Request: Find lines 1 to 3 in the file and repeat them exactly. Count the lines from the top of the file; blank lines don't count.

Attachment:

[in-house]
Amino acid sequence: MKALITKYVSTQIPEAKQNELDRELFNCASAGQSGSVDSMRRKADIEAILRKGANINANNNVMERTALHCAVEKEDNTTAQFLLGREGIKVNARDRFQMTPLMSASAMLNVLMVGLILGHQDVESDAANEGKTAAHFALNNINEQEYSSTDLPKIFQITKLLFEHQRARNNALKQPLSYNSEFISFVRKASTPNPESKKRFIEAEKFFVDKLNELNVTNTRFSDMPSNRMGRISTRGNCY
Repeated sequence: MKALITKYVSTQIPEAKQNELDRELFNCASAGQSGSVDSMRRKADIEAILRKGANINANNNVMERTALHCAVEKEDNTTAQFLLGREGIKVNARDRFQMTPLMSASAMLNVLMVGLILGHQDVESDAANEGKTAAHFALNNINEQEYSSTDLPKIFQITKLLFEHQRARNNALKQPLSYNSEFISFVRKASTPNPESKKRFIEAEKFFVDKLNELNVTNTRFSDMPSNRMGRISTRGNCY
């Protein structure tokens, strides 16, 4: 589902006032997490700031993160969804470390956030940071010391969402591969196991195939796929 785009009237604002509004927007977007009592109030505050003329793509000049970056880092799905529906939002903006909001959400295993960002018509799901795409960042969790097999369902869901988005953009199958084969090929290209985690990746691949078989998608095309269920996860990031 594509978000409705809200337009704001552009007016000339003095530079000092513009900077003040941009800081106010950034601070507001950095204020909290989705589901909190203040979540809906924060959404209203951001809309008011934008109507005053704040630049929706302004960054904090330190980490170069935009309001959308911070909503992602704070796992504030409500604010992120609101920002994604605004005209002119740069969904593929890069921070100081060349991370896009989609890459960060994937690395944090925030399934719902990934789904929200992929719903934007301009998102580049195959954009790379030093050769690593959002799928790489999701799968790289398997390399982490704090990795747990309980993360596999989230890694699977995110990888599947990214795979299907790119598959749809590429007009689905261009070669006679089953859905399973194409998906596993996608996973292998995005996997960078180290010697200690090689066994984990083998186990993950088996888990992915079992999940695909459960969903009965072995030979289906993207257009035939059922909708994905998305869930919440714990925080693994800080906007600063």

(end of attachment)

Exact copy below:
[in-house]
Amino acid sequence: MKALITKYVSTQIPEAKQNELDRELFNCASAGQSGSVDSMRRKADIEAILRKGANINANNNVMERTALHCAVEKEDNTTAQFLLGREGIKVNARDRFQMTPLMSASAMLNVLMVGLILGHQDVESDAANEGKTAAHFALNNINEQEYSSTDLPKIFQITKLLFEHQRARNNALKQPLSYNSEFISFVRKASTPNPESKKRFIEAEKFFVDKLNELNVTNTRFSDMPSNRMGRISTRGNCY
Repeated sequence: MKALITKYVSTQIPEAKQNELDRELFNCASAGQSGSVDSMRRKADIEAILRKGANINANNNVMERTALHCAVEKEDNTTAQFLLGREGIKVNARDRFQMTPLMSASAMLNVLMVGLILGHQDVESDAANEGKTAAHFALNNINEQEYSSTDLPKIFQITKLLFEHQRARNNALKQPLSYNSEFISFVRKASTPNPESKKRFIEAEKFFVDKLNELNVTNTRFSDMPSNRMGRISTRGNCY